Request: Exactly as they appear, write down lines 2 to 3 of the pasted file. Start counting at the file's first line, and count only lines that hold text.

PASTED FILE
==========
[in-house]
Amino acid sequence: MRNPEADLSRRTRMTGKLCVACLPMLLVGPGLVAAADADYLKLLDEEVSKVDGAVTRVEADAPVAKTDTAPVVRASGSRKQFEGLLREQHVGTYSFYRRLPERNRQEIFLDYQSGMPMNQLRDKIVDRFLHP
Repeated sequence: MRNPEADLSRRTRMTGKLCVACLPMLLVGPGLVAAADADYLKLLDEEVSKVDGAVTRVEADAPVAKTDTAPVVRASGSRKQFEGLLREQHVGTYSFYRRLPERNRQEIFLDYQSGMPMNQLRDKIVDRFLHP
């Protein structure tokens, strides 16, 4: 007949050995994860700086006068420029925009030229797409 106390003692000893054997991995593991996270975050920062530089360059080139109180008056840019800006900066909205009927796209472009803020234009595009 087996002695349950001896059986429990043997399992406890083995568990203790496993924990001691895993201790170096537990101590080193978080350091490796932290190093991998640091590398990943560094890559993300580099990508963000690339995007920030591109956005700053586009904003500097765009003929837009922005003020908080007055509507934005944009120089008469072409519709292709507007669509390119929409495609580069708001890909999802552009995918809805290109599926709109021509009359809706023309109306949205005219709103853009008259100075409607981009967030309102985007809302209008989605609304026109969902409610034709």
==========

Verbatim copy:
Amino acid sequence: MRNPEADLSRRTRMTGKLCVACLPMLLVGPGLVAAADADYLKLLDEEVSKVDGAVTRVEADAPVAKTDTAPVVRASGSRKQFEGLLREQHVGTYSFYRRLPERNRQEIFLDYQSGMPMNQLRDKIVDRFLHP
Repeated sequence: MRNPEADLSRRTRMTGKLCVACLPMLLVGPGLVAAADADYLKLLDEEVSKVDGAVTRVEADAPVAKTDTAPVVRASGSRKQFEGLLREQHVGTYSFYRRLPERNRQEIFLDYQSGMPMNQLRDKIVDRFLHP